Latvia referendum will result in snap election
Latvian voters on July 23 overwhelmingly voted to dissolve parliament in a special referendum. The referendum was called by then-President Valdis Zatlers in May after their parliament, the Saeima, blocked an anti-corruption investigation against a prominent politician. The results set the stage for snap parliamentary elections on September 17.
Latvia has a unique provision where the president, who is elected indirectly by the Saeima, can call for a special referendum to dissolve the body. If the referendum fails, however, the president must step down. This became a mute point for Zatlers as the Saeima voted him out of office in response to the referendum. Zatlers called the poll just days before the Saeima was scheduled to hold its vote on the next president, and they apparently didn’t respond very well to his move.
Zatlers has already formed a new political party, The Zatlers Reform Party, which is apparently doing quite well in initial polling. A party this large emerging in a few months is likely to shake up the country’s party system, which has already undergone some major shifts in the past few weeks.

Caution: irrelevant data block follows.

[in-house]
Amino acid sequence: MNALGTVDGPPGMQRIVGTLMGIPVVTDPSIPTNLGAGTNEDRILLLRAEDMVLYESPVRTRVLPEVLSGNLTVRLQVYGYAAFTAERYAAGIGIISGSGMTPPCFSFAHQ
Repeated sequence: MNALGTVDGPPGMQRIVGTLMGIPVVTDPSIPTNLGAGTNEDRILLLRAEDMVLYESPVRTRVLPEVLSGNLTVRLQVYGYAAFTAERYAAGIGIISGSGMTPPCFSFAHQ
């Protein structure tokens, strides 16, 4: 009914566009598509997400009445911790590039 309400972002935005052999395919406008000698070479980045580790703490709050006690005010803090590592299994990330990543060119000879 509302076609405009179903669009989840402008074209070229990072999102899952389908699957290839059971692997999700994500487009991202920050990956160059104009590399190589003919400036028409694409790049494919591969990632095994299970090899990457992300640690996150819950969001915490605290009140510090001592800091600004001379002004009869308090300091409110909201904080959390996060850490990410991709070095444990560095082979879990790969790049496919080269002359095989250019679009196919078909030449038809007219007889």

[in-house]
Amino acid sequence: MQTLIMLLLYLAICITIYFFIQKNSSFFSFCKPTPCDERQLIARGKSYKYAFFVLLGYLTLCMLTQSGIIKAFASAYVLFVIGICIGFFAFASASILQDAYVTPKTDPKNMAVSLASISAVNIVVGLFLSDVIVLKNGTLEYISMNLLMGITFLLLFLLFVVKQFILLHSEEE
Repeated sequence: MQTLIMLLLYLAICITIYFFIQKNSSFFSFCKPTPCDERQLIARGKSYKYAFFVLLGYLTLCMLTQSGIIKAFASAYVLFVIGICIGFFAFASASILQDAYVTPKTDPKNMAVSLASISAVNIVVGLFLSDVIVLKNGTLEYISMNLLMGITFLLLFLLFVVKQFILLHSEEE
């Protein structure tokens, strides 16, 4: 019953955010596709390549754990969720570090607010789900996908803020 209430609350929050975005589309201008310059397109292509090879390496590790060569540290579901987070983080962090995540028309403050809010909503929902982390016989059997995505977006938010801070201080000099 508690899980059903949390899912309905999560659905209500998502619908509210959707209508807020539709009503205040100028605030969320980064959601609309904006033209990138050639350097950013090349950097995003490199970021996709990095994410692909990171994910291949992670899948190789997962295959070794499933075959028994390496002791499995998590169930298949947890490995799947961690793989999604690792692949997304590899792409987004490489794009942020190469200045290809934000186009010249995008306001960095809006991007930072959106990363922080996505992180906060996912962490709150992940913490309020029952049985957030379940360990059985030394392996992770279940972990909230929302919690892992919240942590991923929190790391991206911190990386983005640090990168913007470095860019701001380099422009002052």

In a direct reference to the country’s most popular political force, meanwhile, LPP/LC — also center-right — has officially renamed itself Slesers’ Reform Party. Ainars Slesers, widely known as one of the country’s three “oligarchs”, is also the party’s candidate for prime minister. The ruling Unity political coalition, meanwhile, has officially declared itself a single party and re-nominated current Prime Minister Valdis Dombrovskis as their candidate for the next head of government.
Other parties and alliances in Lativa include Harmony Centre, which mostly represents ethnic Russians, and The Union of Greens and Farmers, who are a rare alliance between a Green movement and populist agrarians that actually place them on the right of the political spectrum.